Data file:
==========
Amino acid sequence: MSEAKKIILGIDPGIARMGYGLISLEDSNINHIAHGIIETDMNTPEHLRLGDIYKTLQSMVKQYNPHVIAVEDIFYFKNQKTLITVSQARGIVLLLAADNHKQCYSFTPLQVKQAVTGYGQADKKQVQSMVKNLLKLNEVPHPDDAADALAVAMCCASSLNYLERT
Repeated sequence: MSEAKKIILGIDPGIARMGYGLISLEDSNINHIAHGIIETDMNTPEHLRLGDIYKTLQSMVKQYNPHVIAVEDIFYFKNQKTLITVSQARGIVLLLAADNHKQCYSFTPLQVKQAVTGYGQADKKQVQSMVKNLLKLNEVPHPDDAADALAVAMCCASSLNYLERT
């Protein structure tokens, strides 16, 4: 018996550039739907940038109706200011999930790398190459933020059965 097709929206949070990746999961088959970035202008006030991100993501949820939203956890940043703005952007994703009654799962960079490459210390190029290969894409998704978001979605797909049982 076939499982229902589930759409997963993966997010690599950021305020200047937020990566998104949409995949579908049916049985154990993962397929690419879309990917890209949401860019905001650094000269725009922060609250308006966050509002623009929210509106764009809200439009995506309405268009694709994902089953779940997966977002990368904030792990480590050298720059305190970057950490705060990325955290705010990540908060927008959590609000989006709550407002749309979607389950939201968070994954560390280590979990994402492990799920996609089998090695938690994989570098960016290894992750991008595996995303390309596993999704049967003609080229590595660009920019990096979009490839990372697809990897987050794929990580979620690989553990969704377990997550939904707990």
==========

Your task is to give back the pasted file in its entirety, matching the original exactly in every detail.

Amino acid sequence: MSEAKKIILGIDPGIARMGYGLISLEDSNINHIAHGIIETDMNTPEHLRLGDIYKTLQSMVKQYNPHVIAVEDIFYFKNQKTLITVSQARGIVLLLAADNHKQCYSFTPLQVKQAVTGYGQADKKQVQSMVKNLLKLNEVPHPDDAADALAVAMCCASSLNYLERT
Repeated sequence: MSEAKKIILGIDPGIARMGYGLISLEDSNINHIAHGIIETDMNTPEHLRLGDIYKTLQSMVKQYNPHVIAVEDIFYFKNQKTLITVSQARGIVLLLAADNHKQCYSFTPLQVKQAVTGYGQADKKQVQSMVKNLLKLNEVPHPDDAADALAVAMCCASSLNYLERT
């Protein structure tokens, strides 16, 4: 018996550039739907940038109706200011999930790398190459933020059965 097709929206949070990746999961088959970035202008006030991100993501949820939203956890940043703005952007994703009654799962960079490459210390190029290969894409998704978001979605797909049982 076939499982229902589930759409997963993966997010690599950021305020200047937020990566998104949409995949579908049916049985154990993962397929690419879309990917890209949401860019905001650094000269725009922060609250308006966050509002623009929210509106764009809200439009995506309405268009694709994902089953779940997966977002990368904030792990480590050298720059305190970057950490705060990325955290705010990540908060927008959590609000989006709550407002749309979607389950939201968070994954560390280590979990994402492990799920996609089998090695938690994989570098960016290894992750991008595996995303390309596993999704049967003609080229590595660009920019990096979009490839990372697809990897987050794929990580979620690989553990969704377990997550939904707990």